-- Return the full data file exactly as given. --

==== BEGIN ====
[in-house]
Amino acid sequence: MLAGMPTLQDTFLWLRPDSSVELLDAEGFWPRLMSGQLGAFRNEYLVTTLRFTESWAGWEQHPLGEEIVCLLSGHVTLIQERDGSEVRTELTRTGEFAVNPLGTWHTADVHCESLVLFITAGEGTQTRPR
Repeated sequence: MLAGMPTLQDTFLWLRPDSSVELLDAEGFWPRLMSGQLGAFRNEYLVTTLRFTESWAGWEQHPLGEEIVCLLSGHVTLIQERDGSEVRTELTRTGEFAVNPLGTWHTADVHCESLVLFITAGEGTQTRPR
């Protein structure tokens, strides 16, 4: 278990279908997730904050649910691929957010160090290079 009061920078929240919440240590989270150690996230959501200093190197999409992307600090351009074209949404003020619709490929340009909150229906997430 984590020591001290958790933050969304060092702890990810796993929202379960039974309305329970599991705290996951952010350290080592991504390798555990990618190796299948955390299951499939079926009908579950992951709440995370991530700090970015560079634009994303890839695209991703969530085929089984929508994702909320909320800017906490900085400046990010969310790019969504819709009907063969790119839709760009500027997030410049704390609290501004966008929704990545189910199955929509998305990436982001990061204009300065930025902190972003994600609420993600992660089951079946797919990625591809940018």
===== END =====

[in-house]
Amino acid sequence: MLAGMPTLQDTFLWLRPDSSVELLDAEGFWPRLMSGQLGAFRNEYLVTTLRFTESWAGWEQHPLGEEIVCLLSGHVTLIQERDGSEVRTELTRTGEFAVNPLGTWHTADVHCESLVLFITAGEGTQTRPR
Repeated sequence: MLAGMPTLQDTFLWLRPDSSVELLDAEGFWPRLMSGQLGAFRNEYLVTTLRFTESWAGWEQHPLGEEIVCLLSGHVTLIQERDGSEVRTELTRTGEFAVNPLGTWHTADVHCESLVLFITAGEGTQTRPR
């Protein structure tokens, strides 16, 4: 278990279908997730904050649910691929957010160090290079 009061920078929240919440240590989270150690996230959501200093190197999409992307600090351009074209949404003020619709490929340009909150229906997430 984590020591001290958790933050969304060092702890990810796993929202379960039974309305329970599991705290996951952010350290080592991504390798555990990618190796299948955390299951499939079926009908579950992951709440995370991530700090970015560079634009994303890839695209991703969530085929089984929508994702909320909320800017906490900085400046990010969310790019969504819709009907063969790119839709760009500027997030410049704390609290501004966008929704990545189910199955929509998305990436982001990061204009300065930025902190972003994600609420993600992660089951079946797919990625591809940018």